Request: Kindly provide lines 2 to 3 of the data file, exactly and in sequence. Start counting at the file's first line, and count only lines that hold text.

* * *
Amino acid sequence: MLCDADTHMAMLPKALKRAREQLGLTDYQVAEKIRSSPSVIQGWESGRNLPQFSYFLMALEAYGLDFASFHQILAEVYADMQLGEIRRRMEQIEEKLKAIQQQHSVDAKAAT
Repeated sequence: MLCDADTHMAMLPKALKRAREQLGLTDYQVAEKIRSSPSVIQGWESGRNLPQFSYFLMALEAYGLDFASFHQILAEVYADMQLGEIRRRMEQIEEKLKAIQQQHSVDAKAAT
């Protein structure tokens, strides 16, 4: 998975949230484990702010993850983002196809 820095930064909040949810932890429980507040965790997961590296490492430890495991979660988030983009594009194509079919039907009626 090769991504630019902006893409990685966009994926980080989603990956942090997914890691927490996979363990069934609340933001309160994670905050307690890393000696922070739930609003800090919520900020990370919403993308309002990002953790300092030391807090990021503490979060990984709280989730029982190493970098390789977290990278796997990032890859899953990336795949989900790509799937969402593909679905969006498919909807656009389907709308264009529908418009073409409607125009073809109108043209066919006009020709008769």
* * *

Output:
Repeated sequence: MLCDADTHMAMLPKALKRAREQLGLTDYQVAEKIRSSPSVIQGWESGRNLPQFSYFLMALEAYGLDFASFHQILAEVYADMQLGEIRRRMEQIEEKLKAIQQQHSVDAKAAT
């Protein structure tokens, strides 16, 4: 998975949230484990702010993850983002196809 820095930064909040949810932890429980507040965790997961590296490492430890495991979660988030983009594009194509079919039907009626 090769991504630019902006893409990685966009994926980080989603990956942090997914890691927490996979363990069934609340933001309160994670905050307690890393000696922070739930609003800090919520900020990370919403993308309002990002953790300092030391807090990021503490979060990984709280989730029982190493970098390789977290990278796997990032890859899953990336795949989900790509799937969402593909679905969006498919909807656009389907709308264009529908418009073409409607125009073809109108043209066919006009020709008769």